Dubai: Over 6.6 million have now subscribed to the Unemployment Insurance Scheme in the UAE, the Ministry of Human Resources and Emiratisation (MoHRE) revealed today.
“The rising number of subscribers reflect the success of the Scheme and the high awareness of the insured,” MoHRE said.
The Scheme, which came into effect on January 1, ensures a social protection for workers – citizens and residents - in the federal government and private sectors, as it provides three-month compensation amounts for the insured in the case of unemployment and until they find a job.
The deadline for enrolling in the Unemployment Insurance Scheme had expired in October, and non-subscribers are required pay a Dh400 fine, in accordance with Cabinet Resolution 97 for 2022 on regulations and mechanisms of the Unemployment Insurance Scheme, which also stipulates a Dh200 fine facing subscribers who are not complied with paying scheduled subscription fees.
The Ministry had announced in June the postponement of imposing fines on non-subscribers from July 1 to October 1 to give more time to those included to subscribe.
“Administrative measures will be taken against those who fail to pay fines, including not granting them new work permits until fines are paid, as well as deducting the fine amount from their salaries or end-of-service gratuities,” it explained.
How to check fines
Unsubscribed workers can check the amount of the fines they have incurred and make payments through the MoHRE smart application, its website, or by visiting one of the authorised business service centres. Digital channels also offer the option to submit requests to allow for fines to be paid in instalment, aiming to reduce burden on customers. The Ministry accepts appeals for exemption from fines if all supporting documents are provided, and the decisions on appeals are made within 15 working days of submission through the MoHRE official channels.
“We call on subscribers to comply with the agreed upon payment schedule and pay their insurance fees on time,” MoHRE said. “Non-payment on time results in a Dh200 fine as well as the cancellation of the insurance policy.”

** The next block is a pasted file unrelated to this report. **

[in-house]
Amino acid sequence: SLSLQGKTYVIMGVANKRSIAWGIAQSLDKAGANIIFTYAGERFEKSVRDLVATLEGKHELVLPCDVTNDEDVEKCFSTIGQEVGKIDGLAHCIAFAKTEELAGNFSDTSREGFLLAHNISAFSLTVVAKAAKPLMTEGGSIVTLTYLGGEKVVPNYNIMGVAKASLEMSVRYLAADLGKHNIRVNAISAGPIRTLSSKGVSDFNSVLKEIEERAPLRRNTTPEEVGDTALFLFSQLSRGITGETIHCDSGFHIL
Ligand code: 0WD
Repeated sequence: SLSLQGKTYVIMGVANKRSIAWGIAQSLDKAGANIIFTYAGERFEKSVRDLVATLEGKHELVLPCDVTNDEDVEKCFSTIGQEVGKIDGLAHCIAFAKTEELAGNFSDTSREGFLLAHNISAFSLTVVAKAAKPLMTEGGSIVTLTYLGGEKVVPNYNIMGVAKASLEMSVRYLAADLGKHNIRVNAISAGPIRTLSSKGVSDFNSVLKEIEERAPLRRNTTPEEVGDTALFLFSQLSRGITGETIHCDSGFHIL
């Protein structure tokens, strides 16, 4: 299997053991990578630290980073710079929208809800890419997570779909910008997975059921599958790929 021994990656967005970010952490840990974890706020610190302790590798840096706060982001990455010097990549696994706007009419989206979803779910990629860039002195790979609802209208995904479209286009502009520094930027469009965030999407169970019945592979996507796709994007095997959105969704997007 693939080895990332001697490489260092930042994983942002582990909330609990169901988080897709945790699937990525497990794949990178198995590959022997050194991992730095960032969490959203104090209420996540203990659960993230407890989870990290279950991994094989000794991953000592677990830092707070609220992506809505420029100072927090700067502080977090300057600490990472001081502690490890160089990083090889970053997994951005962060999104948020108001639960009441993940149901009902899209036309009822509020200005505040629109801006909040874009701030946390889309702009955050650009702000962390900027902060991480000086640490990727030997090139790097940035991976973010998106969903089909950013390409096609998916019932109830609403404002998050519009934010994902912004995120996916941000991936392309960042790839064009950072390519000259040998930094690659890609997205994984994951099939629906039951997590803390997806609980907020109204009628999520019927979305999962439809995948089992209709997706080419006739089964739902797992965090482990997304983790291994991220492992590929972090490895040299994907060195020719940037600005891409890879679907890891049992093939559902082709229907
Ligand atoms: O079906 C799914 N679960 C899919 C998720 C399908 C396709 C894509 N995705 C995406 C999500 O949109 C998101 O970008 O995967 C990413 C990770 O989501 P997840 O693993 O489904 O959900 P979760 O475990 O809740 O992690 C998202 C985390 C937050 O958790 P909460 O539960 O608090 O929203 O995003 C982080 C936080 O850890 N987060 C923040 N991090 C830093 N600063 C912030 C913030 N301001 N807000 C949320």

Employees in private sector establishments who have issued their work permits after October 1, 2023 must subscribe to the Unemployment Insurance Scheme within four months, the Ministry explained, noting that those who fail to enrol within the specified period will incur a D400 fine.
Certain groups are exempt from registering in the Unemployment Insurance Scheme, including, investors (business owners who own and manage their establishments), domestic workers, temporary employees, juveniles under the age of 18, citizens who are eligible for retirement, and retirees who receive pension and have joined a new employer.
How to subscribe
Subscription can be proceeded by visiting the Involuntary Loss of Employment (ILOE) Insurance Pool website (www.iloe.ae), the ILOE smartphone application, designated physical self-service kiosks, ATMs, business service centres, exchange companies (such as Al Ansari Exchange), banking applications, telecom companies’ bills, and SMS.
Categories and compensation
The Unemployment Insurance Scheme is divided into two categories: the first covering those with a basic salary of Dh16,000 or below, where the insurance premium for the insured employee in this category is set at D5 per month (Dh60 annually), and the maximum monthly compensation is set at Dh10,000.
Meanwhile, the second category includes those with a basic salary exceeding Dh16,000, where the insurance premium is Dh10 per month (Dh120 annually). The monthly compensation for this category is capped at Dh20,000.
The insurance compensation can be claimed as long as the insured (employee) has been subscribed to the Unemployment Insurance Scheme for at least 12 consecutive months. The insured’s right to compensation is forfeited if he/she leaves the country or joins a new job. The claim to compensation is processed within two weeks of submission.
The compensation is paid for a maximum of three months from the date of unemployment, provided the employee in question was not terminated for disciplinary reasons, and has not voluntarily resigned.
The compensation amount is calculated at the rate of 60 per cent of the average basic salary in the last six months before unemployment.